Prices start at $12,579, which includes destination. That’s steep, but I’m guessing most buyers will be older and have better credit ratings than I had in 1969. Indeed, I wonder how many guys there are like me, who remember the original CB750 Four so fondly, fondly enough to actually go buy this new one. The CB1100 EX would be an excellent everyday commuter bike. It’s freeway capable but extremely easy to ride around town, all while holding its own well enough in corners. This could be the one bike you own if you were only going to own one bike. And for anyone who remembers how much fun motorcycling was in their youth, well, I can tell you, it’s still just as much fun today.

On Sale: Now

Base Price: $12,579

Drivetrain: 1140-cc inline transverse-mounted four-cylinder, chain drive, six-speed manual

Output: 88 hp

Curb Weight: 562 pounds

Pros: A retro sporty cruiser with all the comforts of 2017

Cons: Heavy and kind of expensive


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Honda bringing Riding Assist-e concept motorcycle to Tokyo Motor Show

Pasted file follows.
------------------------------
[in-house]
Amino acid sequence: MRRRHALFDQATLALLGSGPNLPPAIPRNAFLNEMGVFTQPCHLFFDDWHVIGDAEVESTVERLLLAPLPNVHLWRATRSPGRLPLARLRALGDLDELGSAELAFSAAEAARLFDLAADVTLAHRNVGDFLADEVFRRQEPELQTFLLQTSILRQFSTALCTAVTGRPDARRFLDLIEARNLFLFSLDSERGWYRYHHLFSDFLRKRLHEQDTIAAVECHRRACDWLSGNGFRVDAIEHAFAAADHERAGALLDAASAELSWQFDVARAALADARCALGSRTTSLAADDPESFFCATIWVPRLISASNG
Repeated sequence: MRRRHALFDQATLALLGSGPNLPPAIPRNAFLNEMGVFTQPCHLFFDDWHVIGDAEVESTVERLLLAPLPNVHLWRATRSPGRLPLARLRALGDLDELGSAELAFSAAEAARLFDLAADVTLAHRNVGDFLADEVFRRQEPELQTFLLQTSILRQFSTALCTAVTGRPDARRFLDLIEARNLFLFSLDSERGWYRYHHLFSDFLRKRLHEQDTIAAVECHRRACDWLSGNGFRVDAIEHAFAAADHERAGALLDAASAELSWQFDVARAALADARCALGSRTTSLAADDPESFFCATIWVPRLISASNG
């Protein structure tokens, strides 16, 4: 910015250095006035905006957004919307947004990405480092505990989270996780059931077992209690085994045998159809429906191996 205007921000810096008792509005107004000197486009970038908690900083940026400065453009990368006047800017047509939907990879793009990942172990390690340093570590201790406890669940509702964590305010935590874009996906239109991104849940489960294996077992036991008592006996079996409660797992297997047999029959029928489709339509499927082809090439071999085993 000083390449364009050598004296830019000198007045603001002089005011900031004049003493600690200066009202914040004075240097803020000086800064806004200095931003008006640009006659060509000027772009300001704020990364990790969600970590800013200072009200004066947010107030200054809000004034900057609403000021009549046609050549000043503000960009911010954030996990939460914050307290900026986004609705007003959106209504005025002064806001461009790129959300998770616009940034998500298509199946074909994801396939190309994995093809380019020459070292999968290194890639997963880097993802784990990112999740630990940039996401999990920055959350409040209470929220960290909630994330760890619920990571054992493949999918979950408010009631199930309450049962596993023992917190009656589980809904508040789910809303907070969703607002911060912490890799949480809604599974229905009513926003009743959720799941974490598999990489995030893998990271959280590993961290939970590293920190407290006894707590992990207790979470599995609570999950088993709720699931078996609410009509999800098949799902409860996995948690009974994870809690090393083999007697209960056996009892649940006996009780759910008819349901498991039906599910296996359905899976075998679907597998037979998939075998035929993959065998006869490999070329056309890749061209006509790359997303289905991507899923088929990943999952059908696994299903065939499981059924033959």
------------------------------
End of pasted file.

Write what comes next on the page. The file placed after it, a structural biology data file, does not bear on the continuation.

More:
Honda brought balance to this year’s Consumer Electronics Show with the Riding Assist self-leveling motorcycle. Honda engineers reworked the front end of the pliant, compact frame of an NC 700, installing an evolution of the self-balancing system used on the Honda UNI-CUB to create a bike that remains upright without assistance from the rider. The Riding Assist didn’t use gyroscopes; a new brain managed a steer-by-wire system and a few electric motors that turned the front wheel, changed the front-end geometry, and enabled an autonomous mode. For this month’s Tokyo Motor Show, Honda’s bringing the next step in the tech: an electric version called the Riding Assist-e.

At the moment, we don’t have any specs on the electric powertrain, but we do know that it’s wholly separate from the robotic, self-leveling system. The under-seat electric motor likely sits above the battery, is cooled by a rear-mounted radiator, and is charged via a port on the left side of the bike. A driveshaft in the single-sided swingarm turns the rear wheel.